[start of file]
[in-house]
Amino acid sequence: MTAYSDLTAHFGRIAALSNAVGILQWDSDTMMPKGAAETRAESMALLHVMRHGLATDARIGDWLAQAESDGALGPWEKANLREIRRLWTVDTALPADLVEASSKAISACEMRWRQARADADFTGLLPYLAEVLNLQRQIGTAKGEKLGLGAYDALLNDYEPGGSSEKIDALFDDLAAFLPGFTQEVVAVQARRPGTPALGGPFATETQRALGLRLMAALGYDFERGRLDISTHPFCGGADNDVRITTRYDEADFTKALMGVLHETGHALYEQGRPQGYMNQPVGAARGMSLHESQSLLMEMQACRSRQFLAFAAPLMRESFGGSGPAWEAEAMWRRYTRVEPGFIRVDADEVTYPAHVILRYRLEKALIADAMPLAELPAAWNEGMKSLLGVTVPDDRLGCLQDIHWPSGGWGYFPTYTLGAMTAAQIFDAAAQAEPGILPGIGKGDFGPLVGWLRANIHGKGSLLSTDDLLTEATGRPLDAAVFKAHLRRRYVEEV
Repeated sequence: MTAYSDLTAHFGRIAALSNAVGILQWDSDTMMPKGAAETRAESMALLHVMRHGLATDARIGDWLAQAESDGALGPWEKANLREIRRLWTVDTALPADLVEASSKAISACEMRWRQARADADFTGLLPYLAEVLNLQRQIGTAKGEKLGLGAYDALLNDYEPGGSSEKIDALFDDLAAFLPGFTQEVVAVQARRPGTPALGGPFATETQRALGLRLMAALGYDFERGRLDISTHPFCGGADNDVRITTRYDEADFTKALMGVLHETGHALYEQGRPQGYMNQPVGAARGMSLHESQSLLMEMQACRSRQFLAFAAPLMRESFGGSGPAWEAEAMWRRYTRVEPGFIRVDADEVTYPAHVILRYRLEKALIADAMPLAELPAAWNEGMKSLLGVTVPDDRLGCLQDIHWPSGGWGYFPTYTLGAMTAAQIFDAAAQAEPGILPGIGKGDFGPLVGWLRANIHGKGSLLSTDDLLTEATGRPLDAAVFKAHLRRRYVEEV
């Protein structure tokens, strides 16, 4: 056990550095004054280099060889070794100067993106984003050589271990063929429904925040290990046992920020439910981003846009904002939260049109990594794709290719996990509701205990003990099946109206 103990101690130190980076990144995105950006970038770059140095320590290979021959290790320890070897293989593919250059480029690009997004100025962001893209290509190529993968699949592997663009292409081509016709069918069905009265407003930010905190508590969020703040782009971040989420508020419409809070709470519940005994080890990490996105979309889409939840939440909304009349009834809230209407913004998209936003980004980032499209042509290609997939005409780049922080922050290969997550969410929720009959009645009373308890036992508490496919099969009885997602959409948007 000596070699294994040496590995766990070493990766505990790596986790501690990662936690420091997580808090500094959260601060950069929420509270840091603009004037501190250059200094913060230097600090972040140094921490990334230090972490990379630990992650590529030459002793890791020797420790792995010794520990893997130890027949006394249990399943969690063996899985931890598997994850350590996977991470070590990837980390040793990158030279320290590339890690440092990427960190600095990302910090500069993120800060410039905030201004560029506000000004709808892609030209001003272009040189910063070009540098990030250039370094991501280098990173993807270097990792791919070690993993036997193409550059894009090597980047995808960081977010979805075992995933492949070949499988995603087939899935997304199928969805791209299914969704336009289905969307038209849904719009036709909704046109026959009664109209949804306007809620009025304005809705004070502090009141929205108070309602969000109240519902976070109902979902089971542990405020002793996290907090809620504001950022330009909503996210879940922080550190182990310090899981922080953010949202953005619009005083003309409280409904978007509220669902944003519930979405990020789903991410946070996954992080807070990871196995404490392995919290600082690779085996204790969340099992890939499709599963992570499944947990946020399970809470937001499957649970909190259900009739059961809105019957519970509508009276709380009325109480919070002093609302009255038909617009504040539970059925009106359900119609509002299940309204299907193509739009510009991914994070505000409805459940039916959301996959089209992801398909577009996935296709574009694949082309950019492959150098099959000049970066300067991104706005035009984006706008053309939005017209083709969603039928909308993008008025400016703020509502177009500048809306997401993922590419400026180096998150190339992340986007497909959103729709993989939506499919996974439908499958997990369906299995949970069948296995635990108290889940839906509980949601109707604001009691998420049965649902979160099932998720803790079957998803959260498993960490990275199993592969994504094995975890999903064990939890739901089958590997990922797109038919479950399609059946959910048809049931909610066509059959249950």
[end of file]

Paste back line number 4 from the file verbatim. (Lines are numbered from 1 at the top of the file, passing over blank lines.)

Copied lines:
């Protein structure tokens, strides 16, 4: 056990550095004054280099060889070794100067993106984003050589271990063929429904925040290990046992920020439910981003846009904002939260049109990594794709290719996990509701205990003990099946109206 103990101690130190980076990144995105950006970038770059140095320590290979021959290790320890070897293989593919250059480029690009997004100025962001893209290509190529993968699949592997663009292409081509016709069918069905009265407003930010905190508590969020703040782009971040989420508020419409809070709470519940005994080890990490996105979309889409939840939440909304009349009834809230209407913004998209936003980004980032499209042509290609997939005409780049922080922050290969997550969410929720009959009645009373308890036992508490496919099969009885997602959409948007 000596070699294994040496590995766990070493990766505990790596986790501690990662936690420091997580808090500094959260601060950069929420509270840091603009004037501190250059200094913060230097600090972040140094921490990334230090972490990379630990992650590529030459002793890791020797420790792995010794520990893997130890027949006394249990399943969690063996899985931890598997994850350590996977991470070590990837980390040793990158030279320290590339890690440092990427960190600095990302910090500069993120800060410039905030201004560029506000000004709808892609030209001003272009040189910063070009540098990030250039370094991501280098990173993807270097990792791919070690993993036997193409550059894009090597980047995808960081977010979805075992995933492949070949499988995603087939899935997304199928969805791209299914969704336009289905969307038209849904719009036709909704046109026959009664109209949804306007809620009025304005809705004070502090009141929205108070309602969000109240519902976070109902979902089971542990405020002793996290907090809620504001950022330009909503996210879940922080550190182990310090899981922080953010949202953005619009005083003309409280409904978007509220669902944003519930979405990020789903991410946070996954992080807070990871196995404490392995919290600082690779085996204790969340099992890939499709599963992570499944947990946020399970809470937001499957649970909190259900009739059961809105019957519970509508009276709380009325109480919070002093609302009255038909617009504040539970059925009106359900119609509002299940309204299907193509739009510009991914994070505000409805459940039916959301996959089209992801398909577009996935296709574009694949082309950019492959150098099959000049970066300067991104706005035009984006706008053309939005017209083709969603039928909308993008008025400016703020509502177009500048809306997401993922590419400026180096998150190339992340986007497909959103729709993989939506499919996974439908499958997990369906299995949970069948296995635990108290889940839906509980949601109707604001009691998420049965649902979160099932998720803790079957998803959260498993960490990275199993592969994504094995975890999903064990939890739901089958590997990922797109038919479950399609059946959910048809049931909610066509059959249950």